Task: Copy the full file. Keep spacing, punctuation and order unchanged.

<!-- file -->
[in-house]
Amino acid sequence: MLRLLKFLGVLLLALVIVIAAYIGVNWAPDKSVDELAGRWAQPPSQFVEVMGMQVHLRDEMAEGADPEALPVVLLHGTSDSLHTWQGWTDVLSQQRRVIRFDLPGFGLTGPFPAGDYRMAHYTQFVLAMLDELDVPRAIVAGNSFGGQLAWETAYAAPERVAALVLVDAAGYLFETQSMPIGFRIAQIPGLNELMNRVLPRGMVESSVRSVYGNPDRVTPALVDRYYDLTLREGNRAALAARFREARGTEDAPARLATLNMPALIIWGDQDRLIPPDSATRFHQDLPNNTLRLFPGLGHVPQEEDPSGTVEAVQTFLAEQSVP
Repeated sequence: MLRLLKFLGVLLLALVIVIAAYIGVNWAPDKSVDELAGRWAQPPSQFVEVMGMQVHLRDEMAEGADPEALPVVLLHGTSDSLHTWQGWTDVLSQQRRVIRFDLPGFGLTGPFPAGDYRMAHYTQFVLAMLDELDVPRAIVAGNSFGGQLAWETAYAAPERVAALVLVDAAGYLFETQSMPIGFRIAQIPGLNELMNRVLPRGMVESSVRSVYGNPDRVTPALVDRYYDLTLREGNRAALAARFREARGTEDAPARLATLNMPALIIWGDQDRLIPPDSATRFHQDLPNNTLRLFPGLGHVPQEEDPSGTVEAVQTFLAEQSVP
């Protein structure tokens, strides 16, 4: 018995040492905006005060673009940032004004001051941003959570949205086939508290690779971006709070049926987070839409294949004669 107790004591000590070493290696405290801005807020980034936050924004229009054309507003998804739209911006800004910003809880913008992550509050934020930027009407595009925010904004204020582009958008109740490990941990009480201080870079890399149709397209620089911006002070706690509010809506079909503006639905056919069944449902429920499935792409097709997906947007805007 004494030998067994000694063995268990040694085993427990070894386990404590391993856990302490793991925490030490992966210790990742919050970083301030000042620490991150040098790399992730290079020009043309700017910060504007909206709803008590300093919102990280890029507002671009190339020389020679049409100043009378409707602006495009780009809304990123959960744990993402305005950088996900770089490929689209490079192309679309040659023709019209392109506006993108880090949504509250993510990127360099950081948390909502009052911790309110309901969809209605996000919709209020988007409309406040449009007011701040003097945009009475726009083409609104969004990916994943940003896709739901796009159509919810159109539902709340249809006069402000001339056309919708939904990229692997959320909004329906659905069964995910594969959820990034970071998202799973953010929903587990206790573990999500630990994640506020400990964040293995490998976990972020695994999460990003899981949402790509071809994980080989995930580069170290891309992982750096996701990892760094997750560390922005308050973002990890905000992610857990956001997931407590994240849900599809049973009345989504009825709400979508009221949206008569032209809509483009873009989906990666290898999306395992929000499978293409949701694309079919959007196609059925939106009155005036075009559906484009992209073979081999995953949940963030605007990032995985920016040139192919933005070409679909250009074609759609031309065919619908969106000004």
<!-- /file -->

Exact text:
[in-house]
Amino acid sequence: MLRLLKFLGVLLLALVIVIAAYIGVNWAPDKSVDELAGRWAQPPSQFVEVMGMQVHLRDEMAEGADPEALPVVLLHGTSDSLHTWQGWTDVLSQQRRVIRFDLPGFGLTGPFPAGDYRMAHYTQFVLAMLDELDVPRAIVAGNSFGGQLAWETAYAAPERVAALVLVDAAGYLFETQSMPIGFRIAQIPGLNELMNRVLPRGMVESSVRSVYGNPDRVTPALVDRYYDLTLREGNRAALAARFREARGTEDAPARLATLNMPALIIWGDQDRLIPPDSATRFHQDLPNNTLRLFPGLGHVPQEEDPSGTVEAVQTFLAEQSVP
Repeated sequence: MLRLLKFLGVLLLALVIVIAAYIGVNWAPDKSVDELAGRWAQPPSQFVEVMGMQVHLRDEMAEGADPEALPVVLLHGTSDSLHTWQGWTDVLSQQRRVIRFDLPGFGLTGPFPAGDYRMAHYTQFVLAMLDELDVPRAIVAGNSFGGQLAWETAYAAPERVAALVLVDAAGYLFETQSMPIGFRIAQIPGLNELMNRVLPRGMVESSVRSVYGNPDRVTPALVDRYYDLTLREGNRAALAARFREARGTEDAPARLATLNMPALIIWGDQDRLIPPDSATRFHQDLPNNTLRLFPGLGHVPQEEDPSGTVEAVQTFLAEQSVP
């Protein structure tokens, strides 16, 4: 018995040492905006005060673009940032004004001051941003959570949205086939508290690779971006709070049926987070839409294949004669 107790004591000590070493290696405290801005807020980034936050924004229009054309507003998804739209911006800004910003809880913008992550509050934020930027009407595009925010904004204020582009958008109740490990941990009480201080870079890399149709397209620089911006002070706690509010809506079909503006639905056919069944449902429920499935792409097709997906947007805007 004494030998067994000694063995268990040694085993427990070894386990404590391993856990302490793991925490030490992966210790990742919050970083301030000042620490991150040098790399992730290079020009043309700017910060504007909206709803008590300093919102990280890029507002671009190339020389020679049409100043009378409707602006495009780009809304990123959960744990993402305005950088996900770089490929689209490079192309679309040659023709019209392109506006993108880090949504509250993510990127360099950081948390909502009052911790309110309901969809209605996000919709209020988007409309406040449009007011701040003097945009009475726009083409609104969004990916994943940003896709739901796009159509919810159109539902709340249809006069402000001339056309919708939904990229692997959320909004329906659905069964995910594969959820990034970071998202799973953010929903587990206790573990999500630990994640506020400990964040293995490998976990972020695994999460990003899981949402790509071809994980080989995930580069170290891309992982750096996701990892760094997750560390922005308050973002990890905000992610857990956001997931407590994240849900599809049973009345989504009825709400979508009221949206008569032209809509483009873009989906990666290898999306395992929000499978293409949701694309079919959007196609059925939106009155005036075009559906484009992209073979081999995953949940963030605007990032995985920016040139192919933005070409679909250009074609759609031309065919619908969106000004």